NASA, SpaceX Send Climate Research Experiments to ISS Aboard Resupply Mission

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A SpaceX resupply spacecraft has left for the International Space Station (ISS) carrying science experiments that will help carry out climate science research in space. Launched on the Falcon 9 rocket from NASA’s Kennedy Space Center in Florida, the Cargo Dragon spacecraft is transporting 5,800 pounds of science experiments, crew supplies, and other cargo. This is SpaceX’s 25th commercial resupply services mission to the ISS for NASA.

The SpaceX spacecraft is loaded with a number of experiments with one being the Earth Surface Mineral Dust Investigation (EMIT). It is an instrument developed by the Jet Propulsion Laboratory (JPL) of NASA and is equipped with the space agency’s imaging spectroscopy technology. It will help study the mineral composition of dust in Earth’s arid regions.

The mineral dust, once blown into the air, can reach the farthest corners of Earth and affect the climate, vegetation, weather, and more. EMIT will gather images for a year and create maps of the mineral composition of the regions that produce dust on Earth. While dust particles that carry dark minerals can warm up a region by absorbing sunlight, light-coloured mineral dust can lower the temperature in an area.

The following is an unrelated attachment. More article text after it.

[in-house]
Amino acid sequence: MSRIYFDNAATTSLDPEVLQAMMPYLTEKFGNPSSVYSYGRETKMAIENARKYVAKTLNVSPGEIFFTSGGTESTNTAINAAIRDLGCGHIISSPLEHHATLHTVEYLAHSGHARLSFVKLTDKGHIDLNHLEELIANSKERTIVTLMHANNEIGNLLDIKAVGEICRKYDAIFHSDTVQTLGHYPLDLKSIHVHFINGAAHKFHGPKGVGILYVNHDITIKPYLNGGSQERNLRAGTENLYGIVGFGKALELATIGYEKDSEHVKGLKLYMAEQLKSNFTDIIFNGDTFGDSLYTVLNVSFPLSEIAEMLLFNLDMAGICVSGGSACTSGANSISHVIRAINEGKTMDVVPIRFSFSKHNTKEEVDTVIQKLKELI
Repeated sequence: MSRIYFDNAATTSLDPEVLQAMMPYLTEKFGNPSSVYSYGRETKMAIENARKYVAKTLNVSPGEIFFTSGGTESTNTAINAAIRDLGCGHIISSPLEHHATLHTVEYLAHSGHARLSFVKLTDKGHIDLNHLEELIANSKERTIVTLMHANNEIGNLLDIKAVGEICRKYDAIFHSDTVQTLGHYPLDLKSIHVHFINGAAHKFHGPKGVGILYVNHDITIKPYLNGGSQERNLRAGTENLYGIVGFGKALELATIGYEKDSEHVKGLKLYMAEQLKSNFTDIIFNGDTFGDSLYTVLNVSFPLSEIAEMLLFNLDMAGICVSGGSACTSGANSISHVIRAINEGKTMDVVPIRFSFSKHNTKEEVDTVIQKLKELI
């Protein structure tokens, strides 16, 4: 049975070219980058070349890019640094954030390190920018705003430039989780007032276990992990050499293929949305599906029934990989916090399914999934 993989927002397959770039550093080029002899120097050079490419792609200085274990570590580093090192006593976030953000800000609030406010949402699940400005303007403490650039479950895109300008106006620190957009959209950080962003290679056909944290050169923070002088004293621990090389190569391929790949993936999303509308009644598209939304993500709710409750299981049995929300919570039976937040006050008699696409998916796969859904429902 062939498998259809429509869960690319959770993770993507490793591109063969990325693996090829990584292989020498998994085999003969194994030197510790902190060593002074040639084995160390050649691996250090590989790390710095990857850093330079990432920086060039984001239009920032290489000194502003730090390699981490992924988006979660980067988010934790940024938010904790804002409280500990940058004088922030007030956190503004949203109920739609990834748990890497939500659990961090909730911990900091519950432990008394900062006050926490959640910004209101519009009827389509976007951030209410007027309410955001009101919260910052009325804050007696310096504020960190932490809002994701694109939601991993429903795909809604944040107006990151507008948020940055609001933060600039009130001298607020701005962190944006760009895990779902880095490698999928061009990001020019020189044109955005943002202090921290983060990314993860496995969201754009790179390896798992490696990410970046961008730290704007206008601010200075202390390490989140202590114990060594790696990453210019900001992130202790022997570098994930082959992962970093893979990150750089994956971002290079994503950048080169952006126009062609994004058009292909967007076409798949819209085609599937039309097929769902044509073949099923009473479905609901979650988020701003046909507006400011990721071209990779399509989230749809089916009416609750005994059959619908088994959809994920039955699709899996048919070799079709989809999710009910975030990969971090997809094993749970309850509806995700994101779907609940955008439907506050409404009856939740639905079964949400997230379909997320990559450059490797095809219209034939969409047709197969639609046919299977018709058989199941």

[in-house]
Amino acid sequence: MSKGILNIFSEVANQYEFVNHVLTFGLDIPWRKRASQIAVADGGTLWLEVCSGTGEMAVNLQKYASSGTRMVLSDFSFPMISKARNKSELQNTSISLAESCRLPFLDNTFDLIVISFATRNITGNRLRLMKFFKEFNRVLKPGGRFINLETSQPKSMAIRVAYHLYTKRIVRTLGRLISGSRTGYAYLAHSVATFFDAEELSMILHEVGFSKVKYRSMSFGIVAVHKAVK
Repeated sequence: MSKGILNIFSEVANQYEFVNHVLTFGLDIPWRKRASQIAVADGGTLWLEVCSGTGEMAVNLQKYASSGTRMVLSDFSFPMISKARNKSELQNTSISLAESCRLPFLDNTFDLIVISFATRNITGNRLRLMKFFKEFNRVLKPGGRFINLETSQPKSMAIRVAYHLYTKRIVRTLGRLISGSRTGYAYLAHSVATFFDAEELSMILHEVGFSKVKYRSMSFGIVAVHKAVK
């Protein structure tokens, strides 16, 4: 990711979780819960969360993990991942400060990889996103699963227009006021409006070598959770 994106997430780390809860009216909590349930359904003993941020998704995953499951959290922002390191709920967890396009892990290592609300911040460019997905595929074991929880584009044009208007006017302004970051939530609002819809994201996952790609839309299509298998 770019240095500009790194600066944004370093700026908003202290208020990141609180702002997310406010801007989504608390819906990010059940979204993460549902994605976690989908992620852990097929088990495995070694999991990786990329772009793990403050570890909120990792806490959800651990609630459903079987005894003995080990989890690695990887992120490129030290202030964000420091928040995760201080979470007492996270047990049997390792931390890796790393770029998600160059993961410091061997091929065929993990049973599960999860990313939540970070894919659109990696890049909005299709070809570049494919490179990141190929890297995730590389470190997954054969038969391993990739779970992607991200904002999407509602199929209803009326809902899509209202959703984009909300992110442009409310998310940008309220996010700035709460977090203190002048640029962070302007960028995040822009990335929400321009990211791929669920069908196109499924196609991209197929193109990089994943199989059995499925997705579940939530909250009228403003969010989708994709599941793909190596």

In addition, blowing dust also has an impact on the air quality and surface conditions like the rate of melting of snow, and the health of phytoplankton in the ocean. The mapping by EMIT will help researchers gain a better understanding of the effects of mineral dust on the human populations today and in the future as well.

Researchers will also conduct an Immunosenescence investigation aboard the International Space Station to study the effects of microgravity on the immune system. It is believed that microgravity results in changes in the human immune cells. Researchers will use tissue chips to examine how microgravity impacts the immune response during flight and if they recover after the flight.

The other experiment, Dynamics of Microbiomes in Space, will study the effects of microgravity on metabolic interactions. It will also observe the Earth’s climate and weather systems. The spacecraft is also carrying the Genes in Space-9 experiment which could help in providing portable, simple, and low-cost tools for medical diagnostics.

The Biopolymer Research for In-Situ Capabilities experiment, meanwhile, will probe how microgravity can affect the process of creating concrete alternatives using organic materials or on-site materials.


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